graupel was our Word of the Day on 01/17/2012. Hear the podcast!
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Recent Examples of graupel from the Web
Closer to home, a couple quick spritzes of graupel and snowflakes have been happening.
These example sentences are selected automatically from various online news sources to reflect current usage of the word 'graupel.' Views expressed in the examples do not represent the opinion of Merriam-Webster or its editors. Send us feedback.
Did You Know?
The word graupel is Germanic in origin; it is the diminutive of Graupe, meaning "pearl barley." According to etymologists, there does seem to be a grain of truth in the assumption that the word grew from the Slavic word krupa, which has the same meaning. Graupel was first seen in an 1889 weather report and has been whirling around in the meteorology field ever since to describe "pellets of snow" or "soft hail" (the latter phrase is an actual synonym of graupel).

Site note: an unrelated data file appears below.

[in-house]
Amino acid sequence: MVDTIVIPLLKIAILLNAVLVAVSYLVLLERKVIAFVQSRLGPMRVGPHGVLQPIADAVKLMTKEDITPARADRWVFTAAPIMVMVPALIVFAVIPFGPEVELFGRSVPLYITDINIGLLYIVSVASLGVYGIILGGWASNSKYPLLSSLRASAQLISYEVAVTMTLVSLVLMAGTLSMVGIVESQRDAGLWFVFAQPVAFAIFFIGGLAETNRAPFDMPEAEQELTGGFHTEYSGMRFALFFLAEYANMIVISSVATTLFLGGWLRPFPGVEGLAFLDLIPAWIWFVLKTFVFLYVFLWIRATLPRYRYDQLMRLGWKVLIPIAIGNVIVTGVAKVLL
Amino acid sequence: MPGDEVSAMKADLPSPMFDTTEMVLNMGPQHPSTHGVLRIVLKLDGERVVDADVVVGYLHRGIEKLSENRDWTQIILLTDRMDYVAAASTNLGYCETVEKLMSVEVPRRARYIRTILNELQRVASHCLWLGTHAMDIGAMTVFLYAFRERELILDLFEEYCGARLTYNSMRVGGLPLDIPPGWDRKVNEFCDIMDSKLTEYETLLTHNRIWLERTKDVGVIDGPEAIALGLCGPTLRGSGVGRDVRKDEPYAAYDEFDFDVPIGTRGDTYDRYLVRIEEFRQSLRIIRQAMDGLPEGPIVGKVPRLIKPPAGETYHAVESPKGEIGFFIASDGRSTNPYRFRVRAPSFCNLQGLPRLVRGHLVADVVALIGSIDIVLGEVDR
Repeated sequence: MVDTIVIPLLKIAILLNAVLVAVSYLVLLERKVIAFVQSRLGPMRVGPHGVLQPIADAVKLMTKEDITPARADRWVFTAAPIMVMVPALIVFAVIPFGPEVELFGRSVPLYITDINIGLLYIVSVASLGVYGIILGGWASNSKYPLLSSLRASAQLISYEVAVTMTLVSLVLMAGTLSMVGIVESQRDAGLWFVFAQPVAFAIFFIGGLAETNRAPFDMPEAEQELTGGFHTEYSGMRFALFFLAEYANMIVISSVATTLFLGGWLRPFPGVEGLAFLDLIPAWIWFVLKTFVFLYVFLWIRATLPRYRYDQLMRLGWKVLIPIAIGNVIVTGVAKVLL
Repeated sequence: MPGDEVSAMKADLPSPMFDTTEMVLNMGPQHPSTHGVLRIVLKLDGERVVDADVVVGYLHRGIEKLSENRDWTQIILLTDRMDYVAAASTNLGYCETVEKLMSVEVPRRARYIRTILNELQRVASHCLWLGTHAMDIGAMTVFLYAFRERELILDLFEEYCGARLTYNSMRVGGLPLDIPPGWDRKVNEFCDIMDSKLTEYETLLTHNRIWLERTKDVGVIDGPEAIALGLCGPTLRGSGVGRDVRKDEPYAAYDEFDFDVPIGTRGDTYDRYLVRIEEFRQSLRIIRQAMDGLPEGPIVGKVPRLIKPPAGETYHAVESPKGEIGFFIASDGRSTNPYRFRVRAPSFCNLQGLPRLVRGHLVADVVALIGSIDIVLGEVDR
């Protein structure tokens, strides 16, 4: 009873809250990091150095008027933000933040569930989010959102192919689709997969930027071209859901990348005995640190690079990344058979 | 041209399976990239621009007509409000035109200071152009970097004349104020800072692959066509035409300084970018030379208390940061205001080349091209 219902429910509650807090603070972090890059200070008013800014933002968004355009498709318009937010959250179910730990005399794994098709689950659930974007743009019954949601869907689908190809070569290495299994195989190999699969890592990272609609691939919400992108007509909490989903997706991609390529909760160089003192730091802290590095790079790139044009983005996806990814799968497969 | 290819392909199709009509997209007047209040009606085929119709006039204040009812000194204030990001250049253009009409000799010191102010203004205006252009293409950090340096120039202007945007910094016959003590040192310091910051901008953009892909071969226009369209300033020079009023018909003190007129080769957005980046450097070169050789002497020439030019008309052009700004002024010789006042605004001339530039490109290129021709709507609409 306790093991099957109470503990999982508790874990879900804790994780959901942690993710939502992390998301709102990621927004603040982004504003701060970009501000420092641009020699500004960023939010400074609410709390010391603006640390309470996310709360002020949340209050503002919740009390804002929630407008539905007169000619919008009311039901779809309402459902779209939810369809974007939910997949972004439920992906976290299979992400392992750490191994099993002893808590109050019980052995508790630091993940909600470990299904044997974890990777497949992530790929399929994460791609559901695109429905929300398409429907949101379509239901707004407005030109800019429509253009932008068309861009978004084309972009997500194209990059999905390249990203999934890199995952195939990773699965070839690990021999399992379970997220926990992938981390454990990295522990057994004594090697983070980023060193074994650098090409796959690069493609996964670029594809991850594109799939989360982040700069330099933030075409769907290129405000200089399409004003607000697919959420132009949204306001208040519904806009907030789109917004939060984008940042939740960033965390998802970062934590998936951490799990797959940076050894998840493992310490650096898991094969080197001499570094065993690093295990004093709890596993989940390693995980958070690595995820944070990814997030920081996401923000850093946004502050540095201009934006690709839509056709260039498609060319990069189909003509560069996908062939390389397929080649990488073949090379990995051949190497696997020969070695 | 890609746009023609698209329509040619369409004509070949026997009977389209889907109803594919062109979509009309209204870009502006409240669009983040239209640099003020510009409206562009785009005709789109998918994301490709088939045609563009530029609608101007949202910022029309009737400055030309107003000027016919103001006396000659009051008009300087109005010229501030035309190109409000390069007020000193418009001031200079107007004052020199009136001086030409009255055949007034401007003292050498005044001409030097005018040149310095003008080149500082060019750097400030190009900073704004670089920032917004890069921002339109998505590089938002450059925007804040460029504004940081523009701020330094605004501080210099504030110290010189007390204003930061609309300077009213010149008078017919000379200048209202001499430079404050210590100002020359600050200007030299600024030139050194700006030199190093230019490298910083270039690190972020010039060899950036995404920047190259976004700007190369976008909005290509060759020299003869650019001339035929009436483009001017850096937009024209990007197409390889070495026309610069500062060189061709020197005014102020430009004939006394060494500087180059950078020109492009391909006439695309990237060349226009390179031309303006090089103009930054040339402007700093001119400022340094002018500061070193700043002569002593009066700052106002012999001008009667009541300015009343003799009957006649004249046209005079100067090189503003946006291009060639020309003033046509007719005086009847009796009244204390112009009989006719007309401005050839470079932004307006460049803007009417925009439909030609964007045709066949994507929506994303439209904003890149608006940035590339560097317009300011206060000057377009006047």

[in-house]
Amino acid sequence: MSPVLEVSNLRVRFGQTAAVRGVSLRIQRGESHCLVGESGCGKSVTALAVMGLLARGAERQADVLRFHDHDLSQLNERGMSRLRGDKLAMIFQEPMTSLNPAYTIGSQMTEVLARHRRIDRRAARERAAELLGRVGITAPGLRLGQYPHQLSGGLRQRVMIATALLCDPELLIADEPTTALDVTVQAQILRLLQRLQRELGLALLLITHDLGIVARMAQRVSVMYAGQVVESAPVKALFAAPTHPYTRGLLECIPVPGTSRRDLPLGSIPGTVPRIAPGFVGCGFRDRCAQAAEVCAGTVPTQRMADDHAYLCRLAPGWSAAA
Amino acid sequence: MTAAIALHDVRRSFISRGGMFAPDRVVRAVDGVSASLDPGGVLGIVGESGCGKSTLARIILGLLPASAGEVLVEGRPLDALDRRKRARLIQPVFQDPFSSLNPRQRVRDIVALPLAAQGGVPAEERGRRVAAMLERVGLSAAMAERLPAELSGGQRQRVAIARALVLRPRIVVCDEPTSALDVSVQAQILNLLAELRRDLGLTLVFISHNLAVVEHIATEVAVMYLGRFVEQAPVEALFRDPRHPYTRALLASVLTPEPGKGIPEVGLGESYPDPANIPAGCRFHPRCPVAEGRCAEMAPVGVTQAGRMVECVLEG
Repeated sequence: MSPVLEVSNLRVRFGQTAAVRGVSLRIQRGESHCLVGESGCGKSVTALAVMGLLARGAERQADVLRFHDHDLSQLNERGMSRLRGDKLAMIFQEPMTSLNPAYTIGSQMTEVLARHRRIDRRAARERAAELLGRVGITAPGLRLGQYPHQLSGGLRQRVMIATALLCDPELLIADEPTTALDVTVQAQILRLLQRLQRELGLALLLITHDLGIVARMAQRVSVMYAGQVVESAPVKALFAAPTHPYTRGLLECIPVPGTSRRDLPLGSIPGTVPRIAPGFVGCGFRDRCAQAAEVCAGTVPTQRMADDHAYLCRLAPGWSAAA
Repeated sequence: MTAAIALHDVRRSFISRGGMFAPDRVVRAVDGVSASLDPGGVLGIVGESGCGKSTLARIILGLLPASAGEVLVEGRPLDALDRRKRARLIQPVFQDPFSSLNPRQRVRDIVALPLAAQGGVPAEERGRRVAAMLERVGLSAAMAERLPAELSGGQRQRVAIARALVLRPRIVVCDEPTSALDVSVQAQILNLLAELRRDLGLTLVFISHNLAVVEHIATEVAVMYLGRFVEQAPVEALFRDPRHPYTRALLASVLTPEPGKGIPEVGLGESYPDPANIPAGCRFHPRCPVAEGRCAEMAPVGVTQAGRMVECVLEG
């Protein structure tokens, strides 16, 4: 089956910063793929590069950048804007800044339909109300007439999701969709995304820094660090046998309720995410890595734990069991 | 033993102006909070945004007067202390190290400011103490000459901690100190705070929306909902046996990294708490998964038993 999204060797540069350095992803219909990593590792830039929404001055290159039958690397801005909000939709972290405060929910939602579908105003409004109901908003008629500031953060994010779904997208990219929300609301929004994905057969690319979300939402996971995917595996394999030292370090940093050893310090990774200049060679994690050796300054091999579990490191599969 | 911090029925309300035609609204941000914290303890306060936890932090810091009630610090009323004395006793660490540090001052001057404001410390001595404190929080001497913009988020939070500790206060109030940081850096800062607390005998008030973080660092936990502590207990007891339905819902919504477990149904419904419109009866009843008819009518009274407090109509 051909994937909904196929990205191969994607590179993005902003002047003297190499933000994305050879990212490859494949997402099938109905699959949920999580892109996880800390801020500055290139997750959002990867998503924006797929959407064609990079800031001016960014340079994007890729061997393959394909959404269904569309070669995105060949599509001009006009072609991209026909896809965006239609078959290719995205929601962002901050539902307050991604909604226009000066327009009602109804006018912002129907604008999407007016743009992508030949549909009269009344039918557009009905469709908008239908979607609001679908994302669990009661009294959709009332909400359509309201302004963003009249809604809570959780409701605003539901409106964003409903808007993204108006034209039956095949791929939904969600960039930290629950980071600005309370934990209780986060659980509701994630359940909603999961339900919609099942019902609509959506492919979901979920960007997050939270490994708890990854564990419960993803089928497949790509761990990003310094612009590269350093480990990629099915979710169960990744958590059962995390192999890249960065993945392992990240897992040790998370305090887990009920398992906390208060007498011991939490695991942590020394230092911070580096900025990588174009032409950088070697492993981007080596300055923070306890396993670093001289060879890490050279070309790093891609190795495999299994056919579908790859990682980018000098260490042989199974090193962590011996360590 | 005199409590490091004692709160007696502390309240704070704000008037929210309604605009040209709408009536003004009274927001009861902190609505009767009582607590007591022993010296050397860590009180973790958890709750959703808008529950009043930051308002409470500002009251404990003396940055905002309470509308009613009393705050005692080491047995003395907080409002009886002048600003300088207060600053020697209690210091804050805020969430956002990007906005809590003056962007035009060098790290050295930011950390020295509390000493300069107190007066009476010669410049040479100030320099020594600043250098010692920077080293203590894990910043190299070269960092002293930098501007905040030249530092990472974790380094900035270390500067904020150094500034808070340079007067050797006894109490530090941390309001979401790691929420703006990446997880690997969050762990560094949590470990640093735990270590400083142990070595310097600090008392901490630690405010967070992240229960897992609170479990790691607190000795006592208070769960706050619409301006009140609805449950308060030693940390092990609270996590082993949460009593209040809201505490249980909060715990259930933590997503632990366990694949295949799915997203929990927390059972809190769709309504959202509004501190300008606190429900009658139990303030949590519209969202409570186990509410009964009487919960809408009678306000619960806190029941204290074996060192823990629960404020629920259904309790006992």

Origin and Etymology of graupel
First Known Use: 1889See Words from the same year
Seen and Heard
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